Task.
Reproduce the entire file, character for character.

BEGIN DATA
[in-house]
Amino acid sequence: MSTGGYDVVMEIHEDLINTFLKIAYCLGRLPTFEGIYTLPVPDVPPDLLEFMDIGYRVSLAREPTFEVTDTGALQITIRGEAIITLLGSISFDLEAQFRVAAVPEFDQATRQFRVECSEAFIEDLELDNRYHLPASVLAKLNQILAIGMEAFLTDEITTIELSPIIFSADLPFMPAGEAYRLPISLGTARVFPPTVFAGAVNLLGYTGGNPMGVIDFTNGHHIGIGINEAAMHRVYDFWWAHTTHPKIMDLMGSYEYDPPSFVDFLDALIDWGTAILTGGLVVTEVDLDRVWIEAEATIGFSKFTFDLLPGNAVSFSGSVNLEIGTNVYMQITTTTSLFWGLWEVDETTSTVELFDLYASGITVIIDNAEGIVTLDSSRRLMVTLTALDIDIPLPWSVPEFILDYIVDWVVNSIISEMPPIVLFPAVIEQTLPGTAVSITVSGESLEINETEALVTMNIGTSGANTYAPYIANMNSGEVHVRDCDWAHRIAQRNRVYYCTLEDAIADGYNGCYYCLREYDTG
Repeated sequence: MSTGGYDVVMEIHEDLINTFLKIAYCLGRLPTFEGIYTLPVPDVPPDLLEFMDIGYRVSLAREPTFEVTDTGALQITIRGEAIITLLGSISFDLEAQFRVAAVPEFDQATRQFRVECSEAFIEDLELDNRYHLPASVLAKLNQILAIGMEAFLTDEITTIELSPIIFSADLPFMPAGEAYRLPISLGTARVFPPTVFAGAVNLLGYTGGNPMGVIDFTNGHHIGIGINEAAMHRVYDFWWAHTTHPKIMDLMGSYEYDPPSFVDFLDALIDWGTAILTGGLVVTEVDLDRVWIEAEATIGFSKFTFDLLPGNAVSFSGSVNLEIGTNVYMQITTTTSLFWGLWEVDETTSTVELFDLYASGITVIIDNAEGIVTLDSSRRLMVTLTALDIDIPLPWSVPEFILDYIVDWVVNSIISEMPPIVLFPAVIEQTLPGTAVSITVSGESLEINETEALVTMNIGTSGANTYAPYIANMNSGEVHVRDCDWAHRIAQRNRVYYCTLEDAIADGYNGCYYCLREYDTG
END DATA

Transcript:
[in-house]
Amino acid sequence: MSTGGYDVVMEIHEDLINTFLKIAYCLGRLPTFEGIYTLPVPDVPPDLLEFMDIGYRVSLAREPTFEVTDTGALQITIRGEAIITLLGSISFDLEAQFRVAAVPEFDQATRQFRVECSEAFIEDLELDNRYHLPASVLAKLNQILAIGMEAFLTDEITTIELSPIIFSADLPFMPAGEAYRLPISLGTARVFPPTVFAGAVNLLGYTGGNPMGVIDFTNGHHIGIGINEAAMHRVYDFWWAHTTHPKIMDLMGSYEYDPPSFVDFLDALIDWGTAILTGGLVVTEVDLDRVWIEAEATIGFSKFTFDLLPGNAVSFSGSVNLEIGTNVYMQITTTTSLFWGLWEVDETTSTVELFDLYASGITVIIDNAEGIVTLDSSRRLMVTLTALDIDIPLPWSVPEFILDYIVDWVVNSIISEMPPIVLFPAVIEQTLPGTAVSITVSGESLEINETEALVTMNIGTSGANTYAPYIANMNSGEVHVRDCDWAHRIAQRNRVYYCTLEDAIADGYNGCYYCLREYDTG
Repeated sequence: MSTGGYDVVMEIHEDLINTFLKIAYCLGRLPTFEGIYTLPVPDVPPDLLEFMDIGYRVSLAREPTFEVTDTGALQITIRGEAIITLLGSISFDLEAQFRVAAVPEFDQATRQFRVECSEAFIEDLELDNRYHLPASVLAKLNQILAIGMEAFLTDEITTIELSPIIFSADLPFMPAGEAYRLPISLGTARVFPPTVFAGAVNLLGYTGGNPMGVIDFTNGHHIGIGINEAAMHRVYDFWWAHTTHPKIMDLMGSYEYDPPSFVDFLDALIDWGTAILTGGLVVTEVDLDRVWIEAEATIGFSKFTFDLLPGNAVSFSGSVNLEIGTNVYMQITTTTSLFWGLWEVDETTSTVELFDLYASGITVIIDNAEGIVTLDSSRRLMVTLTALDIDIPLPWSVPEFILDYIVDWVVNSIISEMPPIVLFPAVIEQTLPGTAVSITVSGESLEINETEALVTMNIGTSGANTYAPYIANMNSGEVHVRDCDWAHRIAQRNRVYYCTLEDAIADGYNGCYYCLREYDTG